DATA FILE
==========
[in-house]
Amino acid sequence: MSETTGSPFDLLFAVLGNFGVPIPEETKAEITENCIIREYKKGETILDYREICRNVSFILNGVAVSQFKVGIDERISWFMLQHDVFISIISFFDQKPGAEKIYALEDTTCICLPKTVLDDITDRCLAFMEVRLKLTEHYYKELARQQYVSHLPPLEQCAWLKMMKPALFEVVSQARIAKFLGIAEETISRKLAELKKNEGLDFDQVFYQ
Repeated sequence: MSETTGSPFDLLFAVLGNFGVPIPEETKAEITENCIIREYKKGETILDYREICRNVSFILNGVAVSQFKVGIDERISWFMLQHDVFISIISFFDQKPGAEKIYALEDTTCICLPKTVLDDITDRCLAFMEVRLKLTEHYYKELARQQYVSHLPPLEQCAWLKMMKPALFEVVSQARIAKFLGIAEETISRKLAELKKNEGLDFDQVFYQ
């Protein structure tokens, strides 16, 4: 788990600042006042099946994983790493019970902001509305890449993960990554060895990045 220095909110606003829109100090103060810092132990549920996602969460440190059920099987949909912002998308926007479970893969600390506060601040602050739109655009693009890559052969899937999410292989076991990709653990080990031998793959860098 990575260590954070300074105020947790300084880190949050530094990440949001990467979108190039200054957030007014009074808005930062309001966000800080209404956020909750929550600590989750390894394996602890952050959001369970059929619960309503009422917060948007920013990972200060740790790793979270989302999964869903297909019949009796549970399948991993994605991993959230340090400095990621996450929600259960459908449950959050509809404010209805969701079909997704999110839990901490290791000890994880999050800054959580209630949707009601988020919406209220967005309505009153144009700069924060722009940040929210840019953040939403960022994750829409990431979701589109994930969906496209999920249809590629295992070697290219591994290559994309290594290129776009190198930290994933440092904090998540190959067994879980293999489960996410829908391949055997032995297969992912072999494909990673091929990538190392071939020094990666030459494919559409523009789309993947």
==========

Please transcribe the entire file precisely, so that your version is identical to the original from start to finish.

[in-house]
Amino acid sequence: MSETTGSPFDLLFAVLGNFGVPIPEETKAEITENCIIREYKKGETILDYREICRNVSFILNGVAVSQFKVGIDERISWFMLQHDVFISIISFFDQKPGAEKIYALEDTTCICLPKTVLDDITDRCLAFMEVRLKLTEHYYKELARQQYVSHLPPLEQCAWLKMMKPALFEVVSQARIAKFLGIAEETISRKLAELKKNEGLDFDQVFYQ
Repeated sequence: MSETTGSPFDLLFAVLGNFGVPIPEETKAEITENCIIREYKKGETILDYREICRNVSFILNGVAVSQFKVGIDERISWFMLQHDVFISIISFFDQKPGAEKIYALEDTTCICLPKTVLDDITDRCLAFMEVRLKLTEHYYKELARQQYVSHLPPLEQCAWLKMMKPALFEVVSQARIAKFLGIAEETISRKLAELKKNEGLDFDQVFYQ
């Protein structure tokens, strides 16, 4: 788990600042006042099946994983790493019970902001509305890449993960990554060895990045 220095909110606003829109100090103060810092132990549920996602969460440190059920099987949909912002998308926007479970893969600390506060601040602050739109655009693009890559052969899937999410292989076991990709653990080990031998793959860098 990575260590954070300074105020947790300084880190949050530094990440949001990467979108190039200054957030007014009074808005930062309001966000800080209404956020909750929550600590989750390894394996602890952050959001369970059929619960309503009422917060948007920013990972200060740790790793979270989302999964869903297909019949009796549970399948991993994605991993959230340090400095990621996450929600259960459908449950959050509809404010209805969701079909997704999110839990901490290791000890994880999050800054959580209630949707009601988020919406209220967005309505009153144009700069924060722009940040929210840019953040939403960022994750829409990431979701589109994930969906496209999920249809590629295992070697290219591994290559994309290594290129776009190198930290994933440092904090998540190959067994879980293999489960996410829908391949055997032995297969992912072999494909990673091929990538190392071939020094990666030459494919559409523009789309993947």